A $1.2 million scam has gotten two men permanently banned from every casino in Nevada. The scam at the craps tables at the Bellagio was busted after officials noticed Anthony Grant Granito and James Russell Cooper winning numerous times. No big deal there. But the odds on the wagers the duo made were 452 billion-to-1.
The duo teamed up with Jeffrey Martin and Mark Branco, craps dealers at the Bellagio.
Granito and Cooper would place their bets and when the dice rolled, they made a ‘hop bet’ softly. A hop bet is the kind where the bettor tries to correctly bet on the exact number the dice will show when it stops bouncing. When the scam happened the Bellagio failed to have a specific place on the table to make hop bets. Branco was able to pay out regardless of the number on the dice.
The men would start the night be deliberately losing thousands of dollars on legitimate bets, thus making their scheme less suspicious.
Because of their con, Granito and Cooper became the 33rd and 34th persons written in to Nevada’s “black book” and are not welcome in a casino in the state.
Nevada’s Black Book
The purpose of the black book is to use it as a tool in cracking down on organized crime in Nevada’s casinos. Known cons and crooks are listed in the book and they are guilty of committing a crime the instant they step into any Nevada casino.
If a casino fails to report the person to the authorities that is also a crime. The book was begun in 1960 and still has just 36 pages. Some of the state’s most notorious have been in the book for decades.
Fear that casino crime would become uncontrollable led to the start of the book. If crime took over, Congress would get rid of the gambling industry for being more trouble than it’s worth.
“The Black Book is Nevada’s guide to the ultra-shady,” explained Nicholas Wooldridge, a Las Vegas criminal defense lawyer. “Once a person’s name goes into the book, it is only taken out when that person dies.”
The first group written into the black book, officially known as the List of Excluded Persons — included 11 names, most added to the list because of their mob ties:
Marshall Caifano, Las Vegas enforcer and Chicago mob member
Louis Tom Dragna, onetime Los Angeles mob boss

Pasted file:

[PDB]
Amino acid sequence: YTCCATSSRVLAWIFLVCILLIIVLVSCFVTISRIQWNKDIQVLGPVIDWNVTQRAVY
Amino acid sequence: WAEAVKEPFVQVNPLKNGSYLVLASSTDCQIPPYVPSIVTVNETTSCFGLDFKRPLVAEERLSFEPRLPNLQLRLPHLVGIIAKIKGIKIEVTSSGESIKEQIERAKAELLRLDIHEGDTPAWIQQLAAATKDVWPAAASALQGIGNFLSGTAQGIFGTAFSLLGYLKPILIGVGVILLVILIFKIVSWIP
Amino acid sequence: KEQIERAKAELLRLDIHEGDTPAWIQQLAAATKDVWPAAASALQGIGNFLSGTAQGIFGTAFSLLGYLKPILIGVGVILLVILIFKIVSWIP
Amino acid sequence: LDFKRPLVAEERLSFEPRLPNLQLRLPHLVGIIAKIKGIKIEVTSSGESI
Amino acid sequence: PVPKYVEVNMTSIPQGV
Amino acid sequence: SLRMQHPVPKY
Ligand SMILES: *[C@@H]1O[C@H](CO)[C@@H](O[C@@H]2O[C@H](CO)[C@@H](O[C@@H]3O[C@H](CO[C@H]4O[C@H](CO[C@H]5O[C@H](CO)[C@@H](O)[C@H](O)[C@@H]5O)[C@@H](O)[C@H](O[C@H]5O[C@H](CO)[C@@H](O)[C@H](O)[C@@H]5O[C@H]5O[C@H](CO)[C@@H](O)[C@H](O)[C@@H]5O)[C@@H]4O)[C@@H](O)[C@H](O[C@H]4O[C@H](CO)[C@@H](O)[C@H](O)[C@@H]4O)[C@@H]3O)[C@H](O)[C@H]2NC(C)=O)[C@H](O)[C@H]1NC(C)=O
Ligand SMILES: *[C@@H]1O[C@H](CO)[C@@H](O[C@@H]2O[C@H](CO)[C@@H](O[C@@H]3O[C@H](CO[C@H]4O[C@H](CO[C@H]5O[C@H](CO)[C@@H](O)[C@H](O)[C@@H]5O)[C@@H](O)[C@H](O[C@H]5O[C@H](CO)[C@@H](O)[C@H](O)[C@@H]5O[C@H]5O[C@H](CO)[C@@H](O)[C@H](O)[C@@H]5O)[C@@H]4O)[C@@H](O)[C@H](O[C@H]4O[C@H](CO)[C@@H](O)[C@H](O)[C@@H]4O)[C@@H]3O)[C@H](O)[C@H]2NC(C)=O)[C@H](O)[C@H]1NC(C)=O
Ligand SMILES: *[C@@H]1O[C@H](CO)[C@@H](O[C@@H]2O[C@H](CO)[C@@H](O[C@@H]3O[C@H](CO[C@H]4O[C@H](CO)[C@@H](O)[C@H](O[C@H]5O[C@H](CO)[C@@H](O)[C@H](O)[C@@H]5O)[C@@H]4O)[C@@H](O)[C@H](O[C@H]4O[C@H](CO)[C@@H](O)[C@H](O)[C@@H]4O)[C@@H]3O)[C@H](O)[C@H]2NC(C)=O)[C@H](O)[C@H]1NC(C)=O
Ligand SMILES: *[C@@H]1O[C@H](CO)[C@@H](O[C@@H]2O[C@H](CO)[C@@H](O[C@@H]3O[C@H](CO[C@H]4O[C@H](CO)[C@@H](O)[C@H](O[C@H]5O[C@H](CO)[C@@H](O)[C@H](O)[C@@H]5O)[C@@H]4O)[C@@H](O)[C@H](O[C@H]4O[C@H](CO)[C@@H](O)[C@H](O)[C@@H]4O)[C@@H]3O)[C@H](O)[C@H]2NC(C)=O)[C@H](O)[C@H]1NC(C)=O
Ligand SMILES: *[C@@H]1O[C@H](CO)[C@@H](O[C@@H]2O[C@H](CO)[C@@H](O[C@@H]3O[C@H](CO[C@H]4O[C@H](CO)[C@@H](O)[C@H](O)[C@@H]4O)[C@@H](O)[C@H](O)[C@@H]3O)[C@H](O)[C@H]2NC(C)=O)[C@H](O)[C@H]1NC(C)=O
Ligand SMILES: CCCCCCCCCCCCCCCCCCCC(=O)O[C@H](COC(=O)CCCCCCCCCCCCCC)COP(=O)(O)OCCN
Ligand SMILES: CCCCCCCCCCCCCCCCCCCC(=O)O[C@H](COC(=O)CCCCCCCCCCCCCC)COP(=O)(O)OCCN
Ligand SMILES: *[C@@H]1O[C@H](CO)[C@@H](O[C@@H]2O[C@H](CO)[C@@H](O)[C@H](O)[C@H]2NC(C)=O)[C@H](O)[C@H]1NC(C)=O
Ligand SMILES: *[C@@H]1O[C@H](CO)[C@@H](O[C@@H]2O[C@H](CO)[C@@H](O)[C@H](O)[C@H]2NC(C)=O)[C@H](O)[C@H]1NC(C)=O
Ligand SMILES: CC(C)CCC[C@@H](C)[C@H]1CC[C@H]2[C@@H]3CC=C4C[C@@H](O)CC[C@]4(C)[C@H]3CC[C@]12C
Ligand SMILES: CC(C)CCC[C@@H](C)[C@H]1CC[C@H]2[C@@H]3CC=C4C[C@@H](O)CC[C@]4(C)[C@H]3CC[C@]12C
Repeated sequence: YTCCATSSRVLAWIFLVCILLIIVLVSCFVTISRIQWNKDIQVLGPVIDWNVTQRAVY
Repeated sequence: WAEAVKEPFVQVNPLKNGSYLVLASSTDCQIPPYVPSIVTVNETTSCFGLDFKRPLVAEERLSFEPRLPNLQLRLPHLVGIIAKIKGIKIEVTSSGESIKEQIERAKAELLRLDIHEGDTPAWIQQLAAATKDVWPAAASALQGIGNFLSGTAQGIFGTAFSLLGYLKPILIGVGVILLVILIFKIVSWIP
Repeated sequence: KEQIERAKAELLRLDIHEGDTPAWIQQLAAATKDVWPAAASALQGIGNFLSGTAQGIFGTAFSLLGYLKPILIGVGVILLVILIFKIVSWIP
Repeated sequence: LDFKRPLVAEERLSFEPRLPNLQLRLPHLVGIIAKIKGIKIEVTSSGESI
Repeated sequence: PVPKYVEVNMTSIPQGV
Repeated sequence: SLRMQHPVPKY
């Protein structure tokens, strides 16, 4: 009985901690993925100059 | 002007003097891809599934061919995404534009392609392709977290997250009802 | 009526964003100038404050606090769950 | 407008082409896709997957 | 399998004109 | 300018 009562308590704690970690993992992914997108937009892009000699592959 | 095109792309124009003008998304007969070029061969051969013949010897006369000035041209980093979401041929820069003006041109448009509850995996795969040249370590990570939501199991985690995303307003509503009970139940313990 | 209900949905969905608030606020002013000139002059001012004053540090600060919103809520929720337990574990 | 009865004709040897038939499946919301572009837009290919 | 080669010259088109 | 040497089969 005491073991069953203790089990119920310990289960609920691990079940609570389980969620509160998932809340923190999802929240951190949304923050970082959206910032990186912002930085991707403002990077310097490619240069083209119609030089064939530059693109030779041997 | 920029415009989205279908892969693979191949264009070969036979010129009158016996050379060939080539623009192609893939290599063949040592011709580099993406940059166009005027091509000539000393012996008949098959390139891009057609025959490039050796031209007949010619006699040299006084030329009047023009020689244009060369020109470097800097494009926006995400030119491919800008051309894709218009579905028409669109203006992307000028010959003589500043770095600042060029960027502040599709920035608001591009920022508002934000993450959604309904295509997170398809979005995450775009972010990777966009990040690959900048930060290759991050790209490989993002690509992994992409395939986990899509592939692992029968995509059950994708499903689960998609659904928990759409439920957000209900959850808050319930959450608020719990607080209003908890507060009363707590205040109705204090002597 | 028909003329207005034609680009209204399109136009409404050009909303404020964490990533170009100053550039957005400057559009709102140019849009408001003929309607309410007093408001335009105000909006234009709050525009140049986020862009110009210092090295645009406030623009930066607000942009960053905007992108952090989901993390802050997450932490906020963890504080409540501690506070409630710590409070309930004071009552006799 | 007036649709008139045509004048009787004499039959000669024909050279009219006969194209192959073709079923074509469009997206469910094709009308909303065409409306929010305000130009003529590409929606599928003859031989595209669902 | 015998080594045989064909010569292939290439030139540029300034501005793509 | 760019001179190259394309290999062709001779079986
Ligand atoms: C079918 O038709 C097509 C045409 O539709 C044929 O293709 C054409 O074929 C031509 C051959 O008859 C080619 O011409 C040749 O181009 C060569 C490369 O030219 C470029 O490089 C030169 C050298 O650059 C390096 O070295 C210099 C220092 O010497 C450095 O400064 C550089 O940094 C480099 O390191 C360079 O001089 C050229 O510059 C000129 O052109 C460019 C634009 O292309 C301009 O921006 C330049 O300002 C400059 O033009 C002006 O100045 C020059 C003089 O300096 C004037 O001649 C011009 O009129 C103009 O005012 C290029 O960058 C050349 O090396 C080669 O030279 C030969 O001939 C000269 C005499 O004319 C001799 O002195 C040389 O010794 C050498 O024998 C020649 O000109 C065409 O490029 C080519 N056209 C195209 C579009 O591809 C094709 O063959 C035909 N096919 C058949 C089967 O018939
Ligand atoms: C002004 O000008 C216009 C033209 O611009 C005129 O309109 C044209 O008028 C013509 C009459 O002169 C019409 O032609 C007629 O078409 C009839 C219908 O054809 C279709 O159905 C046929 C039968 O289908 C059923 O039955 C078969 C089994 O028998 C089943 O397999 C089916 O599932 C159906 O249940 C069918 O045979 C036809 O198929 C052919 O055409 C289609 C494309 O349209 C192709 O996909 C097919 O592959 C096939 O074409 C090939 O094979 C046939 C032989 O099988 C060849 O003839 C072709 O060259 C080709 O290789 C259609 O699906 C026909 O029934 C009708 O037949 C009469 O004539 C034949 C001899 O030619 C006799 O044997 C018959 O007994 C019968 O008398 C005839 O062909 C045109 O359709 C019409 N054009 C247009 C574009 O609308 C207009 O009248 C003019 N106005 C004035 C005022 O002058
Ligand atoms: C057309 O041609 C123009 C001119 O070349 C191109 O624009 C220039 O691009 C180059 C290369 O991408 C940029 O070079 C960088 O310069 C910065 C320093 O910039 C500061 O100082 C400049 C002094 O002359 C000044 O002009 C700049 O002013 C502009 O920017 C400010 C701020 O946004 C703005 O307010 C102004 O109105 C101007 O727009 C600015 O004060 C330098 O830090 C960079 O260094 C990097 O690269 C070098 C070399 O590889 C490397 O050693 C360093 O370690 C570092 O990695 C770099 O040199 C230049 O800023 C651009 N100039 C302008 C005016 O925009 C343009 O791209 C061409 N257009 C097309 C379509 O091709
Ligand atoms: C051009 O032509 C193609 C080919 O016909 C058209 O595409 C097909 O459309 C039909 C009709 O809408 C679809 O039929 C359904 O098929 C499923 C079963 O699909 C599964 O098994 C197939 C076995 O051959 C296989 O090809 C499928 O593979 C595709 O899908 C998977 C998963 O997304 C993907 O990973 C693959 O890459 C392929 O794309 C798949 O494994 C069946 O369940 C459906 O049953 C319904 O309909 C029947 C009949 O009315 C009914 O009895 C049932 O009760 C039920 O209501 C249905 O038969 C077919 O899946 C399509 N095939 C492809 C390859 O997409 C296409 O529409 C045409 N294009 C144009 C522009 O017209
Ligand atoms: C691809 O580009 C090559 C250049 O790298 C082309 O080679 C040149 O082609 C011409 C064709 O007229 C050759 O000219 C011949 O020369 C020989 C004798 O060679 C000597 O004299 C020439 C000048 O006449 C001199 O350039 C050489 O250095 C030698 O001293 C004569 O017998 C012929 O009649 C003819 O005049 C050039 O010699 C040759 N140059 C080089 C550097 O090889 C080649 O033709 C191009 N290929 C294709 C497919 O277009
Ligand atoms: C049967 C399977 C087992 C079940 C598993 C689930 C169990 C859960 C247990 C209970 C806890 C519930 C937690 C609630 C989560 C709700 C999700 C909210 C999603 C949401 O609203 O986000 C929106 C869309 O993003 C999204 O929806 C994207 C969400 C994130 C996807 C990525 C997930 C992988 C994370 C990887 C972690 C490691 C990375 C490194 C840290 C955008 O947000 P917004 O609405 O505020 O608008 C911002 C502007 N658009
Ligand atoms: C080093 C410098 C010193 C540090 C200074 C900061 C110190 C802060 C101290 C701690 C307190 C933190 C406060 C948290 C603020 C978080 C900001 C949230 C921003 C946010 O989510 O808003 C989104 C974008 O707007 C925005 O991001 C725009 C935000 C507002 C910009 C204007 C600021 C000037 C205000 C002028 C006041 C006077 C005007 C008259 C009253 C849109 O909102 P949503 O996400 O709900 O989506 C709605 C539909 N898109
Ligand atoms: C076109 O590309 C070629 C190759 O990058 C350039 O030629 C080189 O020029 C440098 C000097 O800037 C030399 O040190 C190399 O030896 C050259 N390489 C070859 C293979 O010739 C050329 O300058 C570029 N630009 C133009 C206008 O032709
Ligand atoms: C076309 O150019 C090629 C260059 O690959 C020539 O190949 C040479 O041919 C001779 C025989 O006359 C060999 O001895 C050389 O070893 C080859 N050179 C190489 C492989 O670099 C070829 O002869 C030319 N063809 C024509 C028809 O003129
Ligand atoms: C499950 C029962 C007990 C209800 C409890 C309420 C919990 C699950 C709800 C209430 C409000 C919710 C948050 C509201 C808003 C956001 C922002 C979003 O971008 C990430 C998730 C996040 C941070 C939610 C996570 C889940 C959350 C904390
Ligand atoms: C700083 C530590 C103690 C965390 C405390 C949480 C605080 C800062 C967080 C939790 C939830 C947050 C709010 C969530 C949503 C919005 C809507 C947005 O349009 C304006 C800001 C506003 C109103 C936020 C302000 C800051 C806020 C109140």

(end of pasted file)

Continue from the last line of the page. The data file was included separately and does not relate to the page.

Carl James Civella, Kansas City, Mo., mob boss
Nicholas Civella, Kansas City, Mo., mob boss
Sam Giancana, Chicago mob boss
Murray Llewellyn Humphreys, alleged lieutenant of Chicago mobster Al Capone
Joseph Sica, Los Angeles mobster
Michael Coppola, New York City mob enforcer
John Louis Battaglia, Los Angeles mob member
Robert L. Garcia, Southern California mob member
Motel Grzebienacy, Kansas City, Mo., mob member
While the black book is part of state law, some establishments are exempted. Bars, stores and airports which have 15 slots or fewer, and don’t have any betting tables, do not have to participate with the black book.
Anyone on the list can dispute it through a hearing. Violating the black book rules is a misdemeanor charge.
Over the years, several persons have challenged the legality of the book. Both federal and state courts have ruled in its favor.
The Black Book — which wasn’t black for long and isn’t actually a book anymore — was created to prohibit people with felony convictions against the gaming industry from entering a casino, and those on the list are committing gross misdemeanors if they choose to enter a casino despite their ban. In the book’s first 40 years, there were 49 people added to the list. Since 2000, fewer than a dozen have been added.
The ‘Black Book’ of Las Vegas tells casinos who can and can’t gamble.
Once a person is listed in Nevada’s black book, they moment they step inside any casino in the state, they are breaking the law.
Gamblers caught cheating in Vegas may find themselves banned from entering any casino.
Sam Giancana, who shared a mistress with former-President Kennedy, is one of the freshman class inscribed into Vegas’ black book.